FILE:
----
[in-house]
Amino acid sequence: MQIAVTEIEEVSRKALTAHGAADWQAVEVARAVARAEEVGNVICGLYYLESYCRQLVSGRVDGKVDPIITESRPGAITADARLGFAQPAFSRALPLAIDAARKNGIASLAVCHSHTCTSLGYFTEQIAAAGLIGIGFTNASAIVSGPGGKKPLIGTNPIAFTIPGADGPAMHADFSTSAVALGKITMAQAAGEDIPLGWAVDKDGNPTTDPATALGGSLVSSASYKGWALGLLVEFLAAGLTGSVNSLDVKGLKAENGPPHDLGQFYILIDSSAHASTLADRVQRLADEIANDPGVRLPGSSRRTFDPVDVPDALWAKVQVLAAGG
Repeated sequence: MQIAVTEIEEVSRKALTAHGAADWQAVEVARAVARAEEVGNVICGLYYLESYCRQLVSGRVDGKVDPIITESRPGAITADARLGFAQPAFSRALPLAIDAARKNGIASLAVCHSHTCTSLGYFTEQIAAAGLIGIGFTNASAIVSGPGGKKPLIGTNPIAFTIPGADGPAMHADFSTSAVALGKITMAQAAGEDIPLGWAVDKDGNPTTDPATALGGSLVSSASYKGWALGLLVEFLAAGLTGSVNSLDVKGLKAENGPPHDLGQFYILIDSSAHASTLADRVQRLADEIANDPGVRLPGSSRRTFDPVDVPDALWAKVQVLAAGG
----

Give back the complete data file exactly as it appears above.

[in-house]
Amino acid sequence: MQIAVTEIEEVSRKALTAHGAADWQAVEVARAVARAEEVGNVICGLYYLESYCRQLVSGRVDGKVDPIITESRPGAITADARLGFAQPAFSRALPLAIDAARKNGIASLAVCHSHTCTSLGYFTEQIAAAGLIGIGFTNASAIVSGPGGKKPLIGTNPIAFTIPGADGPAMHADFSTSAVALGKITMAQAAGEDIPLGWAVDKDGNPTTDPATALGGSLVSSASYKGWALGLLVEFLAAGLTGSVNSLDVKGLKAENGPPHDLGQFYILIDSSAHASTLADRVQRLADEIANDPGVRLPGSSRRTFDPVDVPDALWAKVQVLAAGG
Repeated sequence: MQIAVTEIEEVSRKALTAHGAADWQAVEVARAVARAEEVGNVICGLYYLESYCRQLVSGRVDGKVDPIITESRPGAITADARLGFAQPAFSRALPLAIDAARKNGIASLAVCHSHTCTSLGYFTEQIAAAGLIGIGFTNASAIVSGPGGKKPLIGTNPIAFTIPGADGPAMHADFSTSAVALGKITMAQAAGEDIPLGWAVDKDGNPTTDPATALGGSLVSSASYKGWALGLLVEFLAAGLTGSVNSLDVKGLKAENGPPHDLGQFYILIDSSAHASTLADRVQRLADEIANDPGVRLPGSSRRTFDPVDVPDALWAKVQVLAAGG